Hoff down. Both of these guys are “stars.” One of them is no longer dancing with them. After just one episode of the show, David Hasselhoff was eliminated from Dancing with the Stars following a stiff, if not creepy performance. If he was Looking for Freedom, he found it pretty quickly. Maybe, if we are lucky, this country is ready to move on from “The Hoff.”
Former Super Bowl winning and now retired quarterback Kurt Warner on the other hand, can stick around at least another week and try continue a decent run of current and former NFL players that has included winner Emmitt Smith as well as Jerry Rice, Jason Taylor, Chad Ochocinco and Lawrence Taylor (though he was awful). Warner’s waltz to Bon Jovi earned him 19 points from the judges – four better than Hasselhoff, Margaret Cho and Michael Bolton (I celebrate his entire collection), but clearly behind favorites/professional dancers Jennifer Grey and Brandy.
Kurt Warner joined Bickley and MJ on KTAR in Phoenix to talk about the bravery (or stupidity) it takes to appear on Dancing with the Stars, his performance in the first week of the show, the difference between getting nervous for football as compared to dancing, cheering for his competitors, choosing his music and his film session.
On being brave and appearing on Dancing with the Stars:
“Brave or stupid. I’m not sure. It’s a fine line. It’s a fine line fellas… I’m having fun. I’m having fun with life. I’m enjoying these opportunities. I’m not afraid of embarrassing myself and laugh a little bit.”
On how he feels he did in the first round:
“I thought it went really well too. You have the contest first of all because you have different dances. You have one that’s a little stiff. Then you have people out there doing the Cha Cha throwing around and having a good time. So you got that going against you. But, like you said, you are 6’2″, 210 pounds, a little muscle bound like all of us athletes are, so we all are a little stiffer, especially early in the process. It is what it is. You can’t go out there after practicing something new for two and a half weeks and expect to be great at it. I think the thing is, when you are a big guy, it’s tough because everyone is a little bit smaller, a little bit smoother and they don’t have the big hands and the big body that people notice more. There’s things that go against you. It is what it is. We are all out there trying. I thought everyone did great. Everyone worked hard and gave it their best. It’s funny that people expect you to be great after two weeks of doing something for the first time. Criticism is what it is. You are going to hear it. I had it playing football for 30 years. To think that I wasn’t going to get it after dancing for two weeks is a little bit crazy, but I had a great time with it.”
On how if he was more nervous for the show or for a football game:
“I’ve been nervous a number of times. Your first start. Playing in the Super Bowl. Your first Super Bowl. Very nerve-racking. The one thing that you can always fall back on is that you know what you are doing. You know how to play the game. You are nervous you are not going to play well or that you are not going to have a great game. You know you are good and you are prepared for what you to do. That’s what was different last night is that you just don’t know what you are doing. Trying moving with the steps and the technique and remembering that in front of 20 million people, you’ll definitely be nervous. It’s funny, last night, I was nervous, but I was not as nervous like when we first got on the stage for the first dress rehearsal and it kind of hits you like, ‘Oh my gosh. You actually got to do this. There’s no getting out of it at this time.'”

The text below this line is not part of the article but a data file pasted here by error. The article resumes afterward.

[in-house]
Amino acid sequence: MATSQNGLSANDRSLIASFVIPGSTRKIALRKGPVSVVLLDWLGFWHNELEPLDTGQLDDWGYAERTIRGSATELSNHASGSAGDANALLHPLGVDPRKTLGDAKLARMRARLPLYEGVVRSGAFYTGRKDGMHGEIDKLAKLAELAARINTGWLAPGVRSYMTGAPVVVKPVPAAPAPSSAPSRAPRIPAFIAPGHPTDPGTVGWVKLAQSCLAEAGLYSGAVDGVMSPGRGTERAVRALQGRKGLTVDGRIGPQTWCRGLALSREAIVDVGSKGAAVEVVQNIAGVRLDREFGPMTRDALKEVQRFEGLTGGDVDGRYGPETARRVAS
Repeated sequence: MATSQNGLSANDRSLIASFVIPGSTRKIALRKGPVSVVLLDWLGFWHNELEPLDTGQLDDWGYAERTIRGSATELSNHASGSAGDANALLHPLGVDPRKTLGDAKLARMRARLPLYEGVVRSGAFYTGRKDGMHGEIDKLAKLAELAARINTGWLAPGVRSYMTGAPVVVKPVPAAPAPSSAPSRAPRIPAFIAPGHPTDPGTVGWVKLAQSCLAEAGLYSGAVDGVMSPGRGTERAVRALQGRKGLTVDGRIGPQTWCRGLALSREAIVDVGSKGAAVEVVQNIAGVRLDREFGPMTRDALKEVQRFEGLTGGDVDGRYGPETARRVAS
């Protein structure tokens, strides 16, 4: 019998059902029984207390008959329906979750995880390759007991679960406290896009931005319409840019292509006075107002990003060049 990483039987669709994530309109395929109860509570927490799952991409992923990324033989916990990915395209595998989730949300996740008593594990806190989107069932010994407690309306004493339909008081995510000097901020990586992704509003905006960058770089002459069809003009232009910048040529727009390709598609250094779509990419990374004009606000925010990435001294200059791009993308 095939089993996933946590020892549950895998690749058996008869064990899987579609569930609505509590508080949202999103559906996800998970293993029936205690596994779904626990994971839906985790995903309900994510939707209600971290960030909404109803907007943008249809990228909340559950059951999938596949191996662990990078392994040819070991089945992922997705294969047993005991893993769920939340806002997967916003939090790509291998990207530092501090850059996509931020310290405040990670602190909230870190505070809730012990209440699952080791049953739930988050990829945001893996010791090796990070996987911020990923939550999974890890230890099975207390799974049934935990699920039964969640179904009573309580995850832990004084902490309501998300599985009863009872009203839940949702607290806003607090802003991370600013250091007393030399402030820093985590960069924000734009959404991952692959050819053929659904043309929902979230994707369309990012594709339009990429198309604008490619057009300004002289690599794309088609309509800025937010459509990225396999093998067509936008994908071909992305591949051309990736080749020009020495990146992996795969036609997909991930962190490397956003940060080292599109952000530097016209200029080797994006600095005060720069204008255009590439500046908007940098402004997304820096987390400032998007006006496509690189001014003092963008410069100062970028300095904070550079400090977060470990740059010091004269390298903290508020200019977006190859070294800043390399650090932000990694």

On how much he pays attention to dances and scores for others:
“You don’t pay that much attention. Really right now, you kind of cheer for everybody because you are all in the same boat. You want to see everybody do well. You are excited for everybody when they get through their routines. You’re happy they didn’t forget anything. It’s a crapshoot with what you are going to get. It’s a TV show. You understand the judges. They kind of play off each other where one of them is going to be mean and the other is going to be nice. They’re going to give you scores that maybe you don’t deserve either way sometimes because it’s entertainment.”
On how they go about choosing songs and dances:
“They actually give you a chance to pick out songs that you like early in the process, but they really pick the songs for you. I couldn’t go through my IPod and say, ‘Here’s a waltz for you. Here’s a samba. Here’s a cha cha. I leave it up to my partner and the show.”
And on his film session these days:
“It was a little different now. I always watch the film after a game just to kind of see, look at your performance. Sometimes you beat yourself up so you want to look at it and say, ‘Was it as bad as I thought it was?’ It’s never as good as you think it is either. I wasn’t really going to watch my dance because it is what it is and there’s not much that I can do about it now. But my wife pulled it up online and I said, ‘What the heck, we’ll watch it.’ And actually, I was pleasantly surprised. One of the things when I watch it, I just see this big oaf as a dancer. And I think, ‘How can that ever look good?’ I see the little people and the way they move. I see these big arms and hands and I think, ‘There can never look graceful.’ I watched it and it wasn’t too bad. I didn’t turn out great, but it wasn’t bad. I was pleasantly surprised. I was expecting it to be a lot worse than it was. I was pretty happy with the effort.”